Favorites: Orchestra Rehearsal
Directed by Federico Fellini
Written by Federico Fellini, Brunello Rondi
Produced by Michael Fengler, Renzo Rossellini
Starring Balduin Baas, Umberto Zuanelli, Sibyl Mostert, Ferdinando Villella, Elizabeth Labi, Andy Miller, Clara Colosimo, Claudio Ciocca, Luigi Uzzo, David Maunsell, Franco Javarone, Cesare Martignon, Franco Mazzieri, Daniele Pagani, Angelica Hansen, Paolo Fiorino, Adelaide Aste, Ronaldo Bonacchi, Franco Iavarone, Francesco Aluigi, Heinz Kreuger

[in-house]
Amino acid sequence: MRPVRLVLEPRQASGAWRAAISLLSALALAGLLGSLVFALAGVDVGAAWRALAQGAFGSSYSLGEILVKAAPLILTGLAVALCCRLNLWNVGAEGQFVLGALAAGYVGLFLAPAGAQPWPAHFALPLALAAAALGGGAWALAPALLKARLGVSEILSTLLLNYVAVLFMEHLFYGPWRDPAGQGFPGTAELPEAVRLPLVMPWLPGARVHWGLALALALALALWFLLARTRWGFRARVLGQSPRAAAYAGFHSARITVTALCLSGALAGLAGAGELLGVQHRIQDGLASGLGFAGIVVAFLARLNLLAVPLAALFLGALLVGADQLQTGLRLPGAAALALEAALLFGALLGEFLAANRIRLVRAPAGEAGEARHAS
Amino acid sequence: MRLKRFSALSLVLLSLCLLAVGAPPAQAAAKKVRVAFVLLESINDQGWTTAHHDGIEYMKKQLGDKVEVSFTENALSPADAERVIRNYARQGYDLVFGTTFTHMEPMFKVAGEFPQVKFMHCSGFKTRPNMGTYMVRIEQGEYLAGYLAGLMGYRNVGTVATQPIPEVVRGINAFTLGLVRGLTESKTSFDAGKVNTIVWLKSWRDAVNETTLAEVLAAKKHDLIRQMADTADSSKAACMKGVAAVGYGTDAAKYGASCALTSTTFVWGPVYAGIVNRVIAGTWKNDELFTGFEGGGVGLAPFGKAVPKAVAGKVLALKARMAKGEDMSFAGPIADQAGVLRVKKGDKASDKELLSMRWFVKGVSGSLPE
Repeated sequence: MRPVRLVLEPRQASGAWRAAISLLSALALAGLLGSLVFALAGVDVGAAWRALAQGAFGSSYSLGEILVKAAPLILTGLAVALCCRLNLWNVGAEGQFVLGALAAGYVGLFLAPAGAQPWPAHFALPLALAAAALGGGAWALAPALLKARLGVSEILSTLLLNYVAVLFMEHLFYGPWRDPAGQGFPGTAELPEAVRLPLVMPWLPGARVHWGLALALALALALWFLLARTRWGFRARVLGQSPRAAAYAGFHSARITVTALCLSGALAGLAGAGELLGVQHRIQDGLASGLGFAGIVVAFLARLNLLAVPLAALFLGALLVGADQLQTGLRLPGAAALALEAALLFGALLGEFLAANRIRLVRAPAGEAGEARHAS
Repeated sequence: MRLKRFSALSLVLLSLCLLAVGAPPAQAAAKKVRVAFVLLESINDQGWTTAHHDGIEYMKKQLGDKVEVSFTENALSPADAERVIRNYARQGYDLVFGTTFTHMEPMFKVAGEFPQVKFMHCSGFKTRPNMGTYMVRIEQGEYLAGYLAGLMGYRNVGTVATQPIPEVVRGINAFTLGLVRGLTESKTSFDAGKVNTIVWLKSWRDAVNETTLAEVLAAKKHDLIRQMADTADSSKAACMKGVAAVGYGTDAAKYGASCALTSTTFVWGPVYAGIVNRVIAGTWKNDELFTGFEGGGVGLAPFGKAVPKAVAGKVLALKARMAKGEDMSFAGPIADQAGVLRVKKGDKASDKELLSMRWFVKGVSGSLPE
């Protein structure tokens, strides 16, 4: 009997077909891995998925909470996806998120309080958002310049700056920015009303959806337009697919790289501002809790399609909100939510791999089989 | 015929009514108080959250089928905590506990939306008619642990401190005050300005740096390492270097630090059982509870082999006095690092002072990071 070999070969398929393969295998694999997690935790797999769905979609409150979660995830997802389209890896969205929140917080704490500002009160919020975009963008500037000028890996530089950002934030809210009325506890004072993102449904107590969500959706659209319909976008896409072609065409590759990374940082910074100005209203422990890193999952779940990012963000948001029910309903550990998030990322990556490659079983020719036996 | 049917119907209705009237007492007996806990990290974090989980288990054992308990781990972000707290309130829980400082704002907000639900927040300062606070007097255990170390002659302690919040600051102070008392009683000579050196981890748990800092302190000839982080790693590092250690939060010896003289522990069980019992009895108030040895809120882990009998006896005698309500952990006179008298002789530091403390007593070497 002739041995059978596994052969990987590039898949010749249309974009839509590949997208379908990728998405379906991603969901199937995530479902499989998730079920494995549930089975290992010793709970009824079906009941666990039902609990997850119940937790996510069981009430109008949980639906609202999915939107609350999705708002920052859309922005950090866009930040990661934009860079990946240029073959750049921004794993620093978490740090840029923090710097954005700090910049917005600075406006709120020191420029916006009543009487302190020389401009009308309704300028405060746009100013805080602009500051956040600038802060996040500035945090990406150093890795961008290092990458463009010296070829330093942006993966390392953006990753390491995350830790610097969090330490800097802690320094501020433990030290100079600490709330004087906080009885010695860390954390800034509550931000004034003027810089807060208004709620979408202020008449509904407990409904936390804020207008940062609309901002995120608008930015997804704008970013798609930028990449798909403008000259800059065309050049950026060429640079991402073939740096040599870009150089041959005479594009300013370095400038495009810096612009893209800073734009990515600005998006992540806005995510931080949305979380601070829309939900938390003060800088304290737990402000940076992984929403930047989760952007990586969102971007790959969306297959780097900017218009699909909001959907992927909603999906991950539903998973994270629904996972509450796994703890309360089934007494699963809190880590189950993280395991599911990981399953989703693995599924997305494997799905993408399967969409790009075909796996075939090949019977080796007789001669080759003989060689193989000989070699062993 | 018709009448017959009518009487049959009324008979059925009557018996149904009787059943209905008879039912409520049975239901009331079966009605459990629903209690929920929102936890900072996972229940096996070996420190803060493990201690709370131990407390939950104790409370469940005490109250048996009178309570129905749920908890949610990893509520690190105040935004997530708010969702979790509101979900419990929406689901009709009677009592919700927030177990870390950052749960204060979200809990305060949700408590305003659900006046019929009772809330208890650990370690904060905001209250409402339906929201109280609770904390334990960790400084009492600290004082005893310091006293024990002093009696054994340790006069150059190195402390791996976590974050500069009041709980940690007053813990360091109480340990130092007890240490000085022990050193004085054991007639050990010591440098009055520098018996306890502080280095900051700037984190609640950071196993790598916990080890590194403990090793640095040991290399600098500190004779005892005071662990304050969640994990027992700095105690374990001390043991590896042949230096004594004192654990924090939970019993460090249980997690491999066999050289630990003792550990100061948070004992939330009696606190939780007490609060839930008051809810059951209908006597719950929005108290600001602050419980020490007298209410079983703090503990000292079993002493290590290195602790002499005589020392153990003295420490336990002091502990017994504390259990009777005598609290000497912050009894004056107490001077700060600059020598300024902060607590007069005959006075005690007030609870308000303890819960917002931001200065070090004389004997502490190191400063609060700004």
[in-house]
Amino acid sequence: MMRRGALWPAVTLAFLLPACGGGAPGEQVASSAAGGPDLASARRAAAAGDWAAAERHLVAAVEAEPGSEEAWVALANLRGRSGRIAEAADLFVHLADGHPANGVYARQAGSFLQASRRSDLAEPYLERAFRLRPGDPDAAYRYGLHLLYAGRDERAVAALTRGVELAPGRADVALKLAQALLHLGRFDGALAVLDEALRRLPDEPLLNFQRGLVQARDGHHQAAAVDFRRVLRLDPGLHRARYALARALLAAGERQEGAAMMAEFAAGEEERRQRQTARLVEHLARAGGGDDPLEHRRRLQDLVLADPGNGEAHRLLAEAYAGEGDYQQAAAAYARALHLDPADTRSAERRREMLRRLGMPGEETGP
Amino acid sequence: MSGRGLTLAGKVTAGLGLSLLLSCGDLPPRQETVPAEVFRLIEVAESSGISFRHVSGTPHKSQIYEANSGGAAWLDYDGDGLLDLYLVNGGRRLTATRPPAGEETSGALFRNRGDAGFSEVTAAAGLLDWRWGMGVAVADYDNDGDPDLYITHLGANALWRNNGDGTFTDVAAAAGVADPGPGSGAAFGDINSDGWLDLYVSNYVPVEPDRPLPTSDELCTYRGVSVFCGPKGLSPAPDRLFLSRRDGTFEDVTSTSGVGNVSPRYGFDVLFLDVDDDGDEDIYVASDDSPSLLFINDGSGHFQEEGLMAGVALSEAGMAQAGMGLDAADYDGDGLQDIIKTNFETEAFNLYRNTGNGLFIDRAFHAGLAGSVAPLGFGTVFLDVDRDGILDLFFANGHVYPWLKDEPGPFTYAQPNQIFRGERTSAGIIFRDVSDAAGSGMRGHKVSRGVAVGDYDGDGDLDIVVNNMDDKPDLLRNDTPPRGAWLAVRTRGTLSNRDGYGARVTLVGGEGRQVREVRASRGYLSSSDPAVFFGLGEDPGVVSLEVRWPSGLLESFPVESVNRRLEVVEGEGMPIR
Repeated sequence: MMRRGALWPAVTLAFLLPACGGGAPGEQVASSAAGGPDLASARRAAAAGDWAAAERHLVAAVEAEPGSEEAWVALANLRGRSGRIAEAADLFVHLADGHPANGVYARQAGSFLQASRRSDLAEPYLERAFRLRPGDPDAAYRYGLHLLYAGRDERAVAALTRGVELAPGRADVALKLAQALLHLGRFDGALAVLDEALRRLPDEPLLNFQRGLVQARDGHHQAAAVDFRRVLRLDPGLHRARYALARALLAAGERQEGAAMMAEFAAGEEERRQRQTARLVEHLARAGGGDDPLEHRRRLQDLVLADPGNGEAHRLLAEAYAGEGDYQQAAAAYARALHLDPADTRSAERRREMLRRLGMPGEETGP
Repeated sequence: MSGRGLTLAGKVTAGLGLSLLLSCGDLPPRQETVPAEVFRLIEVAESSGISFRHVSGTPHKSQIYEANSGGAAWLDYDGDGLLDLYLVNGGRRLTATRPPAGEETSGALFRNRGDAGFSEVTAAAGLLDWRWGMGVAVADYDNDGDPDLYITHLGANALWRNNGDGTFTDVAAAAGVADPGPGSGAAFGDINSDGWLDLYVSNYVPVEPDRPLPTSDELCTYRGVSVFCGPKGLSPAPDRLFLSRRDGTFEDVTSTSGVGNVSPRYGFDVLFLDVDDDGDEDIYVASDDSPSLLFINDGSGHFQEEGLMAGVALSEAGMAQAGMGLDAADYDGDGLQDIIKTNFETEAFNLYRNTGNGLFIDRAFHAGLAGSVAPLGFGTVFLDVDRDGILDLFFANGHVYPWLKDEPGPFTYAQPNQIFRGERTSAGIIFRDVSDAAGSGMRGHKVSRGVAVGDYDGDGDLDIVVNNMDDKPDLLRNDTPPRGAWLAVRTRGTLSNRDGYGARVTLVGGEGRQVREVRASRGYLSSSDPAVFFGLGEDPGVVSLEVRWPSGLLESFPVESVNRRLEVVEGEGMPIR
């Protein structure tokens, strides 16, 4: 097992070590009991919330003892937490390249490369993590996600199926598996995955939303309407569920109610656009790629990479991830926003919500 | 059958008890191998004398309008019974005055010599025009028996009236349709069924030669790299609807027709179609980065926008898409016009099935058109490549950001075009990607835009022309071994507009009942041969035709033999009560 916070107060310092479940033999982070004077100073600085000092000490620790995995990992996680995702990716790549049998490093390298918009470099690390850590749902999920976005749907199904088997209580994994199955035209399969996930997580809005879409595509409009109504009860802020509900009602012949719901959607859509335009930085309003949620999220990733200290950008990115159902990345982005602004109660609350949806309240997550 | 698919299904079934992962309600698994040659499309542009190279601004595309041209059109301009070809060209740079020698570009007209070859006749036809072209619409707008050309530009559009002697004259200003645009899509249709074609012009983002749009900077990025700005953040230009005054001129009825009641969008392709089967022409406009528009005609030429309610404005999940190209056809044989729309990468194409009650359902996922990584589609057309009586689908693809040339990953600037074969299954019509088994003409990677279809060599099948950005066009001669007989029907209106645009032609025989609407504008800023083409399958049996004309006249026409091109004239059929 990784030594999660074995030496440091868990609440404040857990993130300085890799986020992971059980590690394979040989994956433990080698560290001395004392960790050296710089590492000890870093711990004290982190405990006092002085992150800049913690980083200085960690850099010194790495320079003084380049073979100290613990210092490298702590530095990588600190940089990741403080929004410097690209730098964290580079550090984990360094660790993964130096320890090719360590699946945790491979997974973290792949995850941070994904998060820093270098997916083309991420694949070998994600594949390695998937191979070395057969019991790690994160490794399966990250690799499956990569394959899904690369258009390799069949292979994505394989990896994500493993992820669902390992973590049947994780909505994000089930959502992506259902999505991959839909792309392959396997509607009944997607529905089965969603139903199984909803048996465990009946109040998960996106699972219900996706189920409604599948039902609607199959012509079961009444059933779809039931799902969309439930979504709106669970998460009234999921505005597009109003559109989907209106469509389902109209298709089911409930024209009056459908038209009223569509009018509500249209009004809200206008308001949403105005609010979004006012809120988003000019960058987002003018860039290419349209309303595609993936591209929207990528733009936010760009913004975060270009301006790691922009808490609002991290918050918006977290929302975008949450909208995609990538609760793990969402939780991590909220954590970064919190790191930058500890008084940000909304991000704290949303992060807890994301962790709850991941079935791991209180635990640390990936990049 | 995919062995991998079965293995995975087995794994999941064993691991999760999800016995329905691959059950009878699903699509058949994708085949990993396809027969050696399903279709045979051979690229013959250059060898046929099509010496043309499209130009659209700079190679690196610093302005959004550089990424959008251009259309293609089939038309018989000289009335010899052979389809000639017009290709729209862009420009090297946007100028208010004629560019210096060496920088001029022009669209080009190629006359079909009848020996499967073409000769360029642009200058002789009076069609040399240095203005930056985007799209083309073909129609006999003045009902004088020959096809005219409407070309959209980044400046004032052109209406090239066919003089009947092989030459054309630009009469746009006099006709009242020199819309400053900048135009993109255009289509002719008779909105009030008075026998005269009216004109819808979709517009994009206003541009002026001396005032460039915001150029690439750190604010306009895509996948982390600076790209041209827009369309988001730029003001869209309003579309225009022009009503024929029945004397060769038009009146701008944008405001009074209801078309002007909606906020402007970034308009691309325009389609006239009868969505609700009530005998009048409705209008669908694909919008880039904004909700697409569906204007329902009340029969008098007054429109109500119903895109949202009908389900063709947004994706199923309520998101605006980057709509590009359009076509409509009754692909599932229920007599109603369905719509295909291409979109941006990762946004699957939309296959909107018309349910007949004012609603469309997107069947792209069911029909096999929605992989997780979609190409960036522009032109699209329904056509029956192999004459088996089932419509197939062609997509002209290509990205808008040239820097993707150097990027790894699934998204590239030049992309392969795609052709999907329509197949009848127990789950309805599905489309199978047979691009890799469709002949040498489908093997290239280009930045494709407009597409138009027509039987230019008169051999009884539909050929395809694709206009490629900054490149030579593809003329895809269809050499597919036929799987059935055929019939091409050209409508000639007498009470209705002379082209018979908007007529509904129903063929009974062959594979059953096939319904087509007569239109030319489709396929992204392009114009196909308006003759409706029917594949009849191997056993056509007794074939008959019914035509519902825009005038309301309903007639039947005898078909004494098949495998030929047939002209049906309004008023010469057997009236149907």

He was always fond of sampling sociopolitical phenomena through a microcosmic lens, and never more so than in Fellini's facetia of an orchestra's eventual insurrection against its carping, autocratic conductor (Baas). Though a rehearsal hall's vitreous fourth wall, the ensemble's spry amanuensis and factotum (Zuanelli) at the threshold of his retirement is first to bespeak the audience with a history of the hall now deconsecrated from its former glory as a church and auditorium, before the musicians follow suit ere their rehearsal and during a breather following one of their musical director's diatribes. In gregarity, societal variety's personified and contrasted, and idiosyncrasies evinced in interviews with an unseen television crew: a burly yet gentle bass tubist (Javarone) depicts the selection of his instrument as a commitment predicated as much on ruth as affinity; talkative percussionists avouch their exceptional frolic; neuroses and transports are ascribed alike by trumpeters (Mazzieri, et al.) to their artistic discharge; the flute is conferred by its lanky blower (Mostert) of gawky and exuberant charm a singular mysticism; wistful yet waggish trombonists (Pagani, Fiorino) introspect; a cheery, fetching pianist (Labi) declares sociality her sine qua non of performance; solitary spirituality, authority and antiquity are accredited to the oboe by its practitioner (Miller); lonely and chubby, a harp's plucker (Colosimo) clings to her subsistence; one conceited cellist (Villella) professes the primacy of his instrument and the violin (which he subsequently derides); a clarinetist's (Martignon) anecdote elucidates the clarity of the woodwind; their union delegate (Ciocca) commends labor reforms that heightened the professional musician's dignity and salary; the Teutonic maestro in his suite bemoans a disenchantment with his symphonic society's impudence and indiscipline, reminiscing of the felicity affected by his mentor's mastery, and the age of his early appointments, when he commanded subordination of a finical standard. Throughout, recurrent tremors forebode a tumult to which the unruffled musical director repairs: a protest in which mutinous instrumentalists degenerated into a doggery vandalize the hall with graffiti and rhythmic cacophony first divides the orchestra into their conductor's silent supporters and chanting dissidents; the schismatic broken consort's rebels again predictably split into proponents of absolute meter purposing to supplant the maestro with a massive metronome, countered by wilder apostles of individualistic naturalism. Armageddon's by demolition typed at this riot's climax before order's restored for the sake of survival, affirming the harmonious necessity of tradition, unity and authority. Less dynamic than his masterpieces, Fellini's brief feature's composed primarily of expositive static shots and elegant pans in swift time with Nino Rota's lilting passages or slow scans of speculative significance. It's nearly more abrupt than its substance can afford, but Rehearsal's scale and parabolic profundity exceeds the usual proportion of a duration shy of 70 minutes.